Cho's Columbine Martyrs

It's pretty safe to say that Virginia Tech mass murderer Cho Seung-Hui never saw the basement tapes that Columbine gunmen Eric Harris and Dylan Klebold left behind. Oh, he probably read about them. But aside from a brief period of media viewings, the tapes have never been released. Officials were concerned that they might inspire copycats if the public got hold of them.

So Cho didn't see them, but he was enough of a fan of his predecessors' work to leave videos of his own — which are now all over the Internet, starting right here -- and referring to Harris and Klebold as "martyrs" to the cause.

What cause is that? The cause of deranged psychokillers who think they have cancer in their head and rich brats are to blame for their isolation and misery, apparently. Read all about it in Cho's rambling manifesto, which echoes to an uncanny degree Harris's own denunciations of Littleton's fat cats and prosperous, unself-aware popular kids who never invited him to their parties.

Do we blame the media for paying so much attention to the Columbine killers that other vengeful, disturbed young men like Cho see mass murder as their ticket to glory? Or do we try to come to terms with the emerging profile of these school shooters found in their writings and videos, which the authorities want to keep from us?

Six years ago, Westword opted for the second approach, publishing for the first time extensive excerpts (view them here) from the journals of Eric Harris that had been locked away by the Jefferson County Sheriff's Office since the day of the massacre. I still believe it's the right thing to do; taking a hard look at who these people really are and how they came by their consuming hatred helps to deromanticize them, to take away the kind of mystique that leads some to view them as martyrs.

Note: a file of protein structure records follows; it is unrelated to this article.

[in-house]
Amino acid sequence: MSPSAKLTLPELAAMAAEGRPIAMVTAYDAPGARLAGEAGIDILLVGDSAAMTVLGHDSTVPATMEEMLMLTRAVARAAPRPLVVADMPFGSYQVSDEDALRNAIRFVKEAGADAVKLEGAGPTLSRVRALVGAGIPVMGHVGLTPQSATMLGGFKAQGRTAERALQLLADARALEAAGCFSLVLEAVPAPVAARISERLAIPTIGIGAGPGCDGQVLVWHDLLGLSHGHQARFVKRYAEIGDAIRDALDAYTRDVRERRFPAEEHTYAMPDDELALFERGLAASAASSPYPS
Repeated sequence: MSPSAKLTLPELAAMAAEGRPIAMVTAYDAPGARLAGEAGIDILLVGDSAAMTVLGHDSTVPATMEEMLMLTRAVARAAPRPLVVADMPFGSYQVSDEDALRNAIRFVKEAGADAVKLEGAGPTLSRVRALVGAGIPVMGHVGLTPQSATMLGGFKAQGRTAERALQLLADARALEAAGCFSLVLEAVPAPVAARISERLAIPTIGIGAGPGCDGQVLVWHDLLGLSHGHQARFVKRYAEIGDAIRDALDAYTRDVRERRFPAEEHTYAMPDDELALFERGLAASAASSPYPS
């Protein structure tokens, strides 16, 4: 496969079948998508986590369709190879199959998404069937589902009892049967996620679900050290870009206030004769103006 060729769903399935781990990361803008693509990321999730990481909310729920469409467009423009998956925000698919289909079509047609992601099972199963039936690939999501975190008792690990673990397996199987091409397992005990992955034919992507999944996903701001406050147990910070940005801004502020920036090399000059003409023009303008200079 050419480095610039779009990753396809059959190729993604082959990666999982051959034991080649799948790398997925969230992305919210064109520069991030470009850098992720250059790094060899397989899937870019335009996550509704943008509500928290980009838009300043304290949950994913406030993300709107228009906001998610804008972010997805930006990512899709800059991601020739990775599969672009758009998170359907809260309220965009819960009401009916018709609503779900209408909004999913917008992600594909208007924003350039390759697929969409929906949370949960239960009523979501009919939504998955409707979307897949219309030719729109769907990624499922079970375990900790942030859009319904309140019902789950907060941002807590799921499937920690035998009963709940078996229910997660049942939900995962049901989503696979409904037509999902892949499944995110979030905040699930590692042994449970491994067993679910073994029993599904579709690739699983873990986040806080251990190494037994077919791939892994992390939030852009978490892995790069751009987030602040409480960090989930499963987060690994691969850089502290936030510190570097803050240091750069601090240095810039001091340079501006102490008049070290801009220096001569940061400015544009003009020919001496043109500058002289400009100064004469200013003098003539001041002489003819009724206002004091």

These are issues of pathology and mental illness, ultimately. It's too early to know if something more could have been done to prevent Cho's rampage, but the record left by the Columbine killers teaches us there is plenty to learn about warning signs and escalating criminal behavior before the next "martyr" sits down with his video camera to make his tearful farewells. –Alan Prendergast

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Patricia Calhoun co-founded Westword in 1977; she’s been the editor ever since. She’s a regular on the weekly CPT12 roundtable Colorado Inside Out, played a real journalist in John Sayles’s Silver City, once interviewed President Bill Clinton while wearing flip-flops, and has been honored with numerous national awards for her columns and feature-writing.
Contact: Patricia Calhoun